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Bakir last won the day on October 29 2018

Bakir had the most liked content!

About Bakir

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    Shia Islam

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  1. Bakir

    General Neutral Pronoun

    I need an icon to disagree with you but not respectfully lol. You are comparing stuff that have nothing to do. Basically confirming what @Klanky said before, that ignoring someone's situation leads to lack of empathy and understanding. Identifying as a kid is not the same as identifying with the opposite gender. There is a lot of literature on both topics and the scientific community usually describes as a psychological problem the first, but not the second. Mostly because the first has measurable causes leading to a pathological behaviour, while the second is more related to one's identity.
  2. Someone getting angry at you for building your own opinions is the issue, not that he is a deobandi scholar or not. Keep studying, explore your own mentality and beliefs through further studying, and when you feel prepared, express yourself to him as well. Give him the opportunity to show some tolerance towards you and your beliefs, and if he gets angry, well, you at least tried and did things right. No need to divorce anyone for having different beliefs, approaches and opinions. But mutual respect of each other's beliefs and opinions is essential, and that's the goal after all.
  3. Bakir

    General Neutral Pronoun

    That's the thing. It's a matter of etiquette, no need to make laws for it. In my case as a teacher, there is no need for a specific law on queer pronouns. If it reaches the point where I'm causing psychological harm to one of my students, action can be taken against me without any law like that. Mistakes are normal because it is not normative. In the specific case I mentioned before, before receiving that email, I was impressed to see my student with a flower in her hair. When I saw it I thought it was some sort of gay joke or something, but would have never thought she identified as a woman. Even her new name sounds non-binary, so couldn't really guess.
  4. Bakir

    General Neutral Pronoun

    What I have been able to appreciate is that we can't relate to that. In that sense, being called by the wrong gender won't affect us in the same way it may affect transgender people. It's not an attack for us because we really don't care, nor have any trauma nor suffered any social pressure in that sense. However, people who don't identify with their normative gender identity feel other way. Our potential and reasonable lack of empathy (because we just can't relate) doesn't mean it's not an attack (though that depends on a variety of factors). Two days ago I received an email informing me that one of my students is transitioning and wants to be treated as a female. If I choose to keep calling her by her male dead name and refer to her as a guy, and keep acting like that even though I'm asked several times to change my speech, then I may be attacking her, and reinforcing a discourse that could be seen as transphobic. Moreover, it would be reasonable to think it is psychologically disturbing that your teacher doesn't approve and publicly refuses to acknowledge your gender identity for ideological reasons.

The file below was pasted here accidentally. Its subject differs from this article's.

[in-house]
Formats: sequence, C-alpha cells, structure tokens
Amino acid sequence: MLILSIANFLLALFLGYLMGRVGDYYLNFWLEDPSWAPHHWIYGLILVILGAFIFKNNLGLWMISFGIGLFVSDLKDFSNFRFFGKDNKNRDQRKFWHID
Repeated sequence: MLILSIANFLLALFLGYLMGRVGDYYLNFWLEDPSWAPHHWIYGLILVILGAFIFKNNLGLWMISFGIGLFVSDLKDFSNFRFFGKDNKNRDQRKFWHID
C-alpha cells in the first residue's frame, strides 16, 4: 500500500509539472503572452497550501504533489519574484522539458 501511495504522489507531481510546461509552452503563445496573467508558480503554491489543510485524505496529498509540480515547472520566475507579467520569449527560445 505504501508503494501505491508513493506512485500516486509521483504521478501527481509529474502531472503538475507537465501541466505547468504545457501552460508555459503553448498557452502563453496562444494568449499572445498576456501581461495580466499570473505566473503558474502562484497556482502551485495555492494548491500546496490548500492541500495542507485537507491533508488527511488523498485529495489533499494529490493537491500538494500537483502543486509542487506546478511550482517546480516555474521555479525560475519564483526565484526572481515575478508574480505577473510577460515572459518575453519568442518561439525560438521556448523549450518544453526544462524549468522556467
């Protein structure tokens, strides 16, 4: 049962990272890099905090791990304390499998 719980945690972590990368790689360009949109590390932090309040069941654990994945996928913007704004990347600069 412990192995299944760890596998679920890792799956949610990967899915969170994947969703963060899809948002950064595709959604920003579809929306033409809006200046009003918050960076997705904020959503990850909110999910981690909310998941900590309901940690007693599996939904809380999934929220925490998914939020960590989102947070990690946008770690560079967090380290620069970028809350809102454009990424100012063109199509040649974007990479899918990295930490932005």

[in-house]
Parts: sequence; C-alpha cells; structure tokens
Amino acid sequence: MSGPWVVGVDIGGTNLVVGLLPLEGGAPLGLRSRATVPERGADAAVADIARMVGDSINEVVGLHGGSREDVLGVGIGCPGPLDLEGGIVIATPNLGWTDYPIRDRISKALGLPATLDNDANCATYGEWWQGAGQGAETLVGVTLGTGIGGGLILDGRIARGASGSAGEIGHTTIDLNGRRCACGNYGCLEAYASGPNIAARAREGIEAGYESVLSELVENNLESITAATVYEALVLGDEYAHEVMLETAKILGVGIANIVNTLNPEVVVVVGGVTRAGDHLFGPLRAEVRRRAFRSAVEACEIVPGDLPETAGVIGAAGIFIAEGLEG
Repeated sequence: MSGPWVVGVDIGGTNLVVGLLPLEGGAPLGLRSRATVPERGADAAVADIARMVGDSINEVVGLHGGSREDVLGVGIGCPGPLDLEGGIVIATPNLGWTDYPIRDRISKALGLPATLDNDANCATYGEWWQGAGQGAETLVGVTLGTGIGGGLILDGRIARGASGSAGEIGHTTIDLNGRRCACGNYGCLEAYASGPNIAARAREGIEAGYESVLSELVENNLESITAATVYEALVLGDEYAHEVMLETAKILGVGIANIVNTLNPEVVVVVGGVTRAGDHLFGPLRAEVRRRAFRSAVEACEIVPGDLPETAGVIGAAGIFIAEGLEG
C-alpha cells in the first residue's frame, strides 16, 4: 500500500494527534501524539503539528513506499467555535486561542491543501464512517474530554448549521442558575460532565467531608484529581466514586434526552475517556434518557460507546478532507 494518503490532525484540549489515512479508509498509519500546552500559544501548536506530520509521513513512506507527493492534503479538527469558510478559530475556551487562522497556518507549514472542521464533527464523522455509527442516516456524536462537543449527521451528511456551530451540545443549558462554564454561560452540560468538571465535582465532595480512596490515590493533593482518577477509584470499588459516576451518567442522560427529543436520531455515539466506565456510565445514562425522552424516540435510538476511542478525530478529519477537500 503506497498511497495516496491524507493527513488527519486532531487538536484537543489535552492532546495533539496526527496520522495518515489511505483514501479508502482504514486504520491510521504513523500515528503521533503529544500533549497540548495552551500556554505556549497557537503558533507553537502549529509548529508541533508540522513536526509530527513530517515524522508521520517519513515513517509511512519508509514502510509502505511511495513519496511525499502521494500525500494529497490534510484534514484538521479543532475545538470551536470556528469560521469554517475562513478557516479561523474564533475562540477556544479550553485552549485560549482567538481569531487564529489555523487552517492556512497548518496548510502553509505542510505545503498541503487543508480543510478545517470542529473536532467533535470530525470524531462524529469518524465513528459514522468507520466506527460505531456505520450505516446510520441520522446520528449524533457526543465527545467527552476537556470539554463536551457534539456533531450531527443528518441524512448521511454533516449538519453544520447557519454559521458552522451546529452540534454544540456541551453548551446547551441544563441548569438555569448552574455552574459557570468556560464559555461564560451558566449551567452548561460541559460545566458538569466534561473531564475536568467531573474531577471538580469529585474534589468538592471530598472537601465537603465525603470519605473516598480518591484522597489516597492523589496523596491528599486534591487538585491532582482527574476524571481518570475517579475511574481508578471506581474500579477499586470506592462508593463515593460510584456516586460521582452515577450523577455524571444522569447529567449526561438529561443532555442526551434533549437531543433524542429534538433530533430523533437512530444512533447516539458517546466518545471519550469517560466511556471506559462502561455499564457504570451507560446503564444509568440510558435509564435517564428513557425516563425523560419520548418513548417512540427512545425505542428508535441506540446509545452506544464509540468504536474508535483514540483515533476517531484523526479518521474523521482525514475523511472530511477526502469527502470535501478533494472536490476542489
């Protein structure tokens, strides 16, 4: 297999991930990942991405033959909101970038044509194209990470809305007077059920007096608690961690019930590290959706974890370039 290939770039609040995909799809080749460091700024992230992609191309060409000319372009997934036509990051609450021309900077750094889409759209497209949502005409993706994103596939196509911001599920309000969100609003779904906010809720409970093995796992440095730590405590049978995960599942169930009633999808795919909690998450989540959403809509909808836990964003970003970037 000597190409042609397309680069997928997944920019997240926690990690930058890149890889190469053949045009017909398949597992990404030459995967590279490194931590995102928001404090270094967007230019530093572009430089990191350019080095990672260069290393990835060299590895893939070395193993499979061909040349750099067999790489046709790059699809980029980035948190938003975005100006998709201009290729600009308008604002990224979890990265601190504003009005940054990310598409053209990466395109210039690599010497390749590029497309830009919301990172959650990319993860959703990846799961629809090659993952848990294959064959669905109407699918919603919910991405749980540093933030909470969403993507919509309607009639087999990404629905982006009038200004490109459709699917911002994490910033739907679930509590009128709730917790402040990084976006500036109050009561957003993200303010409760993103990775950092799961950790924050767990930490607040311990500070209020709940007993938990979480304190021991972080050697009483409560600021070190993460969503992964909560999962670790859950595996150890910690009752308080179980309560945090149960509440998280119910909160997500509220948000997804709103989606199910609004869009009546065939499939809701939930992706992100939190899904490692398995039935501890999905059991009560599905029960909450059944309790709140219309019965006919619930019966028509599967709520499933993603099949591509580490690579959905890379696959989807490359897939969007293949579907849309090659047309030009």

5. Bakir

    General Neutral Pronoun

    I have faced this only once, in the university. When a student contacts the administration to inform of any change of identity (gender, name, etc.), we are asked to update our students list and call them by their preferred choice. Most of the cases are transgender people, but in some rare cases, they may be non-binary. I also believe we were created in pairs, but gender identity (not biological sex) seems to be a spectrum. Queer or non-normative people have always existed, I don't know the causes and can't call it an illness without solid evidence. If such pronouns help in decreasing the number of suicides and social pressure of queer people, I don't find them negative but positive. The issue here is when this is enforced by law without further consideration. Is rejecting using their preferred pronouns a hate crime, when the reason is precisely being against a speech enforced by law? This is the dilemma. I agree with the guy that such a law does no good to the LGBT community, because it is precisely such law enforcement what may make people be against using these pronouns, something that has nothing to do with LGBTphobia. LGBT community shouldn't fight for rights in this way. Activism has never had this style, which looks more like fascism. I really can't relate with modern LGBT activism, it is highly stubborn and lacks strategy.
  6. Bakir

    General Neutral Pronoun

    This is actually a general phenomenom happening in universities (university students usually develop enough maturity to accept their gender identity at that stage). I don't really see the problem referring to someone the way they prefer. The issue for him is that it is enforced by law. It's not to be confused with transphobia, nor one should understand that he believes it's wrong to use these pronouns (in a transphobic sense). It's a political matter related to free speech for him.
  7. Bakir

    Weird/ bad dreams ?

    If bad dreams persist for such an amount of time, I would say you are facing certain anxiety, and you are still exposed to the source of your anxiety (which probably is present at your own house). You should try to fix things or take distance, otherwise your negative feelings will keep progressing and will turn into physical weakness.
  8. I would advise you to study at your own pace, as you don't necessarily HAVE TO choose one sect or another (or at least I felt you are not very comfortable woth that idea). For instance, you don't HAVE TO believe in the 12 Imams and their imamate. Study them and see if they are worth to be considered Imams (and recognising their infallibility) by you. This is indeed nothing you choose to do because you have found Sunnis to behave wrongly in certain topics. You will see the same happening within the Shia community in other ways.
  9. It has never been theirs to offer it to anyone... Iraq is not a theocracy. This makes absolutely no sense Ashvaz, bombs were thrown in Iraq. It is ridiculous we are even discussing this because God knows who believe Saddam was betrayed by hawzas...
  10. Bakir


    It can be anxiety actually...
  11. Man I'm not here to hear alternative versions of recent history. We are talking facts, don't expect me to discuss nonsense. Not losing my time on phantasies.
  12. People already live in tents. Religious sites are maintained mostly because of donations, but this is not how a country is supposed to survive... Lastly, Saddam lost to the US, not hawzas. The Dawa party has proven to be a complete failure (ideologically as well as politically), and its alternatives are even worse.